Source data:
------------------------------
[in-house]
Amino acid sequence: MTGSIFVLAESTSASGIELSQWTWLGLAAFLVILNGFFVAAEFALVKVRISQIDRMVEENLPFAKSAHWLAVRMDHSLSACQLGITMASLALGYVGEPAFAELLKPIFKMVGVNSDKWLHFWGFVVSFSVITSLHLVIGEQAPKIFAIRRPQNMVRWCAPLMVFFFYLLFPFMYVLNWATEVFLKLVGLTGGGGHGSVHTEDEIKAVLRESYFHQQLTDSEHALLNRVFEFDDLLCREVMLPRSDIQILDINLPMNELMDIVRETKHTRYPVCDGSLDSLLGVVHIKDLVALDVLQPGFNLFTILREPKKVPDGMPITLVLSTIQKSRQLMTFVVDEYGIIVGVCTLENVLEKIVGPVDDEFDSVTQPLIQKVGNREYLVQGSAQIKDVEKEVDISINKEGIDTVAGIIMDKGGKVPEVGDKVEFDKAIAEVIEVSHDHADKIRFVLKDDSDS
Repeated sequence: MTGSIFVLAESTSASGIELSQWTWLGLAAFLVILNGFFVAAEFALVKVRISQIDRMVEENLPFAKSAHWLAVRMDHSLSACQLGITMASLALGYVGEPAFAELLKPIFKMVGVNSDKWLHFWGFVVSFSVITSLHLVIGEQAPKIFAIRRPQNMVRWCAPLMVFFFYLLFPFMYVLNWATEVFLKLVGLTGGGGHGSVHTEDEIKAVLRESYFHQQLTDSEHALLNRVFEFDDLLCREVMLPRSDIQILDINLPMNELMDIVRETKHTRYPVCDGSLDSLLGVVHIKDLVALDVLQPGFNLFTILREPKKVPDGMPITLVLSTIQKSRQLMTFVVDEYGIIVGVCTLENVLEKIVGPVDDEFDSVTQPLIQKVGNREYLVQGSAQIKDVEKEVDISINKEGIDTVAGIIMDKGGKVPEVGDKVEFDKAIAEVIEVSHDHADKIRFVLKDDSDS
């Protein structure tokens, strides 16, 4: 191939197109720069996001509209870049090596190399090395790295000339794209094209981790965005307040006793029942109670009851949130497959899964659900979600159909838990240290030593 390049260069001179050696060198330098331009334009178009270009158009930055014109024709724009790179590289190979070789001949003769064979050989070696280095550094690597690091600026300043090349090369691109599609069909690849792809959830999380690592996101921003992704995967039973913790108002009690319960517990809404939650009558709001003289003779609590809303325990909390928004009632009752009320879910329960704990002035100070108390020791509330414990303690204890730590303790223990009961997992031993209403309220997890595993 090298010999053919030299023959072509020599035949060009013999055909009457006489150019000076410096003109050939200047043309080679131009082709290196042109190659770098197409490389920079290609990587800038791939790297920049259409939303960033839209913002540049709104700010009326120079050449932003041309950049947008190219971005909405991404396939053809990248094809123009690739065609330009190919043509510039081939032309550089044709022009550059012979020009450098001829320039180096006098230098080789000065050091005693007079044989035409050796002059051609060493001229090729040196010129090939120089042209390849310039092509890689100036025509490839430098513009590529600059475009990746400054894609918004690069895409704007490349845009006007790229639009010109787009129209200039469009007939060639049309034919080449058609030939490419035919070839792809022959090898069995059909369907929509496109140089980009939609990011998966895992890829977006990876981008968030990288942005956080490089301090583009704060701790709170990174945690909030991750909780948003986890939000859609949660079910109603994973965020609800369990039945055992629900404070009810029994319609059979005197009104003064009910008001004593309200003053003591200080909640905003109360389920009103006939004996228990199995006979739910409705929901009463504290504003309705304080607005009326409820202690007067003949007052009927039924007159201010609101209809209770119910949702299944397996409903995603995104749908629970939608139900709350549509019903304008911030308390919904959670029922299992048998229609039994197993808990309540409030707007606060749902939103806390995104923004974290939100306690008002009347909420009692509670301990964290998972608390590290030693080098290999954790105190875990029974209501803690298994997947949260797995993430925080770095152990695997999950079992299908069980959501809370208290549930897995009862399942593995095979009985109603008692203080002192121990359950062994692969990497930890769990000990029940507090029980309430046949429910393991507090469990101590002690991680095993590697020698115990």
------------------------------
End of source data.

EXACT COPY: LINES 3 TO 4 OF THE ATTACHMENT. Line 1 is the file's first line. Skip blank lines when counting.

Repeated sequence: MTGSIFVLAESTSASGIELSQWTWLGLAAFLVILNGFFVAAEFALVKVRISQIDRMVEENLPFAKSAHWLAVRMDHSLSACQLGITMASLALGYVGEPAFAELLKPIFKMVGVNSDKWLHFWGFVVSFSVITSLHLVIGEQAPKIFAIRRPQNMVRWCAPLMVFFFYLLFPFMYVLNWATEVFLKLVGLTGGGGHGSVHTEDEIKAVLRESYFHQQLTDSEHALLNRVFEFDDLLCREVMLPRSDIQILDINLPMNELMDIVRETKHTRYPVCDGSLDSLLGVVHIKDLVALDVLQPGFNLFTILREPKKVPDGMPITLVLSTIQKSRQLMTFVVDEYGIIVGVCTLENVLEKIVGPVDDEFDSVTQPLIQKVGNREYLVQGSAQIKDVEKEVDISINKEGIDTVAGIIMDKGGKVPEVGDKVEFDKAIAEVIEVSHDHADKIRFVLKDDSDS
């Protein structure tokens, strides 16, 4: 191939197109720069996001509209870049090596190399090395790295000339794209094209981790965005307040006793029942109670009851949130497959899964659900979600159909838990240290030593 390049260069001179050696060198330098331009334009178009270009158009930055014109024709724009790179590289190979070789001949003769064979050989070696280095550094690597690091600026300043090349090369691109599609069909690849792809959830999380690592996101921003992704995967039973913790108002009690319960517990809404939650009558709001003289003779609590809303325990909390928004009632009752009320879910329960704990002035100070108390020791509330414990303690204890730590303790223990009961997992031993209403309220997890595993 090298010999053919030299023959072509020599035949060009013999055909009457006489150019000076410096003109050939200047043309080679131009082709290196042109190659770098197409490389920079290609990587800038791939790297920049259409939303960033839209913002540049709104700010009326120079050449932003041309950049947008190219971005909405991404396939053809990248094809123009690739065609330009190919043509510039081939032309550089044709022009550059012979020009450098001829320039180096006098230098080789000065050091005693007079044989035409050796002059051609060493001229090729040196010129090939120089042209390849310039092509890689100036025509490839430098513009590529600059475009990746400054894609918004690069895409704007490349845009006007790229639009010109787009129209200039469009007939060639049309034919080449058609030939490419035919070839792809022959090898069995059909369907929509496109140089980009939609990011998966895992890829977006990876981008968030990288942005956080490089301090583009704060701790709170990174945690909030991750909780948003986890939000859609949660079910109603994973965020609800369990039945055992629900404070009810029994319609059979005197009104003064009910008001004593309200003053003591200080909640905003109360389920009103006939004996228990199995006979739910409705929901009463504290504003309705304080607005009326409820202690007067003949007052009927039924007159201010609101209809209770119910949702299944397996409903995603995104749908629970939608139900709350549509019903304008911030308390919904959670029922299992048998229609039994197993808990309540409030707007606060749902939103806390995104923004974290939100306690008002009347909420009692509670301990964290998972608390590290030693080098290999954790105190875990029974209501803690298994997947949260797995993430925080770095152990695997999950079992299908069980959501809370208290549930897995009862399942593995095979009985109603008692203080002192121990359950062994692969990497930890769990000990029940507090029980309430046949429910393991507090469990101590002690991680095993590697020698115990």